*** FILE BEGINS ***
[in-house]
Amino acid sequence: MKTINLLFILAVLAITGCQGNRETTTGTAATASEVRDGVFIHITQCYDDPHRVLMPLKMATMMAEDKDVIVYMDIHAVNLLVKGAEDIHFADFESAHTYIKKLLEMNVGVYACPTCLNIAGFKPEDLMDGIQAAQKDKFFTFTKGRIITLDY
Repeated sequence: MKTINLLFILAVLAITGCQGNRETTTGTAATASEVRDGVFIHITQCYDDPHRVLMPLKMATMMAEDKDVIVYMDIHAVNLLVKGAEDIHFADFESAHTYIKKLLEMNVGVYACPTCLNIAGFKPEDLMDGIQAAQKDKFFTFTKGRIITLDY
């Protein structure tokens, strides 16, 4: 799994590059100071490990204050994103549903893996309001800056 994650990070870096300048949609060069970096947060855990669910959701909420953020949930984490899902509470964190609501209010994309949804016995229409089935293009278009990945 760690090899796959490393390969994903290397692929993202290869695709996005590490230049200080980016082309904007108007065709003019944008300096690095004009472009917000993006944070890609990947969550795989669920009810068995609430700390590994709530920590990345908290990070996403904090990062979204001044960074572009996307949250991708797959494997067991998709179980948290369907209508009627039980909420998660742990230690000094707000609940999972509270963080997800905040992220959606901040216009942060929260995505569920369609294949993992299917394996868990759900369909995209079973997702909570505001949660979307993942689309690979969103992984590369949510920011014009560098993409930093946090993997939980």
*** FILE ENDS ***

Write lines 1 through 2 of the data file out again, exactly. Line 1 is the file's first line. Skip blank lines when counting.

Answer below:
[in-house]
Amino acid sequence: MKTINLLFILAVLAITGCQGNRETTTGTAATASEVRDGVFIHITQCYDDPHRVLMPLKMATMMAEDKDVIVYMDIHAVNLLVKGAEDIHFADFESAHTYIKKLLEMNVGVYACPTCLNIAGFKPEDLMDGIQAAQKDKFFTFTKGRIITLDY